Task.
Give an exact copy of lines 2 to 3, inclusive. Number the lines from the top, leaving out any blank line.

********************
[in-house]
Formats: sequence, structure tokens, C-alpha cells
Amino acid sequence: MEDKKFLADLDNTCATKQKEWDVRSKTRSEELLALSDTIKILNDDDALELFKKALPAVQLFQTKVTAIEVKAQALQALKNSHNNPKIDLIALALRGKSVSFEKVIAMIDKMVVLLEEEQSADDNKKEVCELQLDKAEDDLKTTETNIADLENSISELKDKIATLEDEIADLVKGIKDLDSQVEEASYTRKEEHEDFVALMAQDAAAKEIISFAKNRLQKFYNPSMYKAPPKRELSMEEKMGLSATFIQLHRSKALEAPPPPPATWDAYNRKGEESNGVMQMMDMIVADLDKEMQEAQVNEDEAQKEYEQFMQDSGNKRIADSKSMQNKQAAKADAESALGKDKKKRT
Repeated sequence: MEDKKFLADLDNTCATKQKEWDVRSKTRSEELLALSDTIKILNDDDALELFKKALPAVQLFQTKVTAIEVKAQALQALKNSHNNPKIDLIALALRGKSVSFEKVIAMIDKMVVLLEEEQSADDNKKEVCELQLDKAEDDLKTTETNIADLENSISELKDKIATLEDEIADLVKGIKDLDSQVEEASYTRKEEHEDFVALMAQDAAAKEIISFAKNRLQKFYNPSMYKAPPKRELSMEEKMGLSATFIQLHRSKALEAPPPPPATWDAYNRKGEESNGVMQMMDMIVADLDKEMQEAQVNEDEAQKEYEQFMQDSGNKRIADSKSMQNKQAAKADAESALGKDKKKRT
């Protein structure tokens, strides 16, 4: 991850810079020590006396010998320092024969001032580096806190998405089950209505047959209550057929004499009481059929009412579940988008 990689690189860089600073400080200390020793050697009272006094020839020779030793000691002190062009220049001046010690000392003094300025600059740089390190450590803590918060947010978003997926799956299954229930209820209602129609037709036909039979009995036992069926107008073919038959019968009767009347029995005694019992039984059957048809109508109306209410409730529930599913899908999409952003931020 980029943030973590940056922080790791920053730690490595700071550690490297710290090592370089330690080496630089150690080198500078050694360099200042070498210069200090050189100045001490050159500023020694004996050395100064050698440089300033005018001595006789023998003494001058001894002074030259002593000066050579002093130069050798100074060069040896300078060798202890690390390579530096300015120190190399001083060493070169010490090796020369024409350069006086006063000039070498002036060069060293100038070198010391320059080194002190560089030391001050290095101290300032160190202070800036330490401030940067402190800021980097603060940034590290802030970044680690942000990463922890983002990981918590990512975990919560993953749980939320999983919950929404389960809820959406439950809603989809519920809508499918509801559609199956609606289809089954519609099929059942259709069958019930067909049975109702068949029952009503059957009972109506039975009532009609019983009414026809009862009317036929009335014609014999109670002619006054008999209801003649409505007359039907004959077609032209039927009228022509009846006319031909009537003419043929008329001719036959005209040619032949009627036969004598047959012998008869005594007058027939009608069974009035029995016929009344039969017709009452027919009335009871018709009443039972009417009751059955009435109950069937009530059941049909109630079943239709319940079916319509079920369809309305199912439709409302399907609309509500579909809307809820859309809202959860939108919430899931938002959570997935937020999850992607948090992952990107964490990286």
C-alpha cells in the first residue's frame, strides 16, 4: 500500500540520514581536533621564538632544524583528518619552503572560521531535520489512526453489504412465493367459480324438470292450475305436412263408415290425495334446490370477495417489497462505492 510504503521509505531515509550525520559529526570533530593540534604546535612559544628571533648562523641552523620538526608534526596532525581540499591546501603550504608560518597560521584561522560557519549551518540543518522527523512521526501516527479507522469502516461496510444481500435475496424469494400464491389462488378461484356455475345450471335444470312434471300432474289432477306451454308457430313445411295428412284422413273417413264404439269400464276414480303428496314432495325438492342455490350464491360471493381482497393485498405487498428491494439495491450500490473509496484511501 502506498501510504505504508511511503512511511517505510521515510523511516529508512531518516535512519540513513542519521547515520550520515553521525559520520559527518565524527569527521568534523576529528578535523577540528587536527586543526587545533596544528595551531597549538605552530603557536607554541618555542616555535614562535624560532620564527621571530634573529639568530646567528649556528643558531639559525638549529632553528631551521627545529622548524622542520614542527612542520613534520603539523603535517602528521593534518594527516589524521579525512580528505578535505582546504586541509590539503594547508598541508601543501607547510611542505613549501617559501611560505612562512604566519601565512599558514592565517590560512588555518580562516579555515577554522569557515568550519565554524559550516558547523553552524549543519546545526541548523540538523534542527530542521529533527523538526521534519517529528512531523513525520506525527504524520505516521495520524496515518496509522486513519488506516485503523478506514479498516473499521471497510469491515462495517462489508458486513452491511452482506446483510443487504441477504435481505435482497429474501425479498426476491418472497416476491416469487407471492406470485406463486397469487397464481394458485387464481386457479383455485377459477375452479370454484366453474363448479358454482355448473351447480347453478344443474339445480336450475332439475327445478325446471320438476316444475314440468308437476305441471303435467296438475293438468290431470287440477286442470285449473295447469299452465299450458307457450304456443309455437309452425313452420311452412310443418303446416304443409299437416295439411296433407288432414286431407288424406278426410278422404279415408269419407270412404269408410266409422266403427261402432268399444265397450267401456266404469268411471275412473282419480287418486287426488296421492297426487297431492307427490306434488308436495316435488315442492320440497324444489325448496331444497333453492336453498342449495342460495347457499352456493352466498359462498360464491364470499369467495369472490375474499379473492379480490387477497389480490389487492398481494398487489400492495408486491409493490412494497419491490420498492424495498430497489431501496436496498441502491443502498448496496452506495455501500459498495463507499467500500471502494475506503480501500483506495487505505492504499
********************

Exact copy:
Formats: sequence, structure tokens, C-alpha cells
Amino acid sequence: MEDKKFLADLDNTCATKQKEWDVRSKTRSEELLALSDTIKILNDDDALELFKKALPAVQLFQTKVTAIEVKAQALQALKNSHNNPKIDLIALALRGKSVSFEKVIAMIDKMVVLLEEEQSADDNKKEVCELQLDKAEDDLKTTETNIADLENSISELKDKIATLEDEIADLVKGIKDLDSQVEEASYTRKEEHEDFVALMAQDAAAKEIISFAKNRLQKFYNPSMYKAPPKRELSMEEKMGLSATFIQLHRSKALEAPPPPPATWDAYNRKGEESNGVMQMMDMIVADLDKEMQEAQVNEDEAQKEYEQFMQDSGNKRIADSKSMQNKQAAKADAESALGKDKKKRT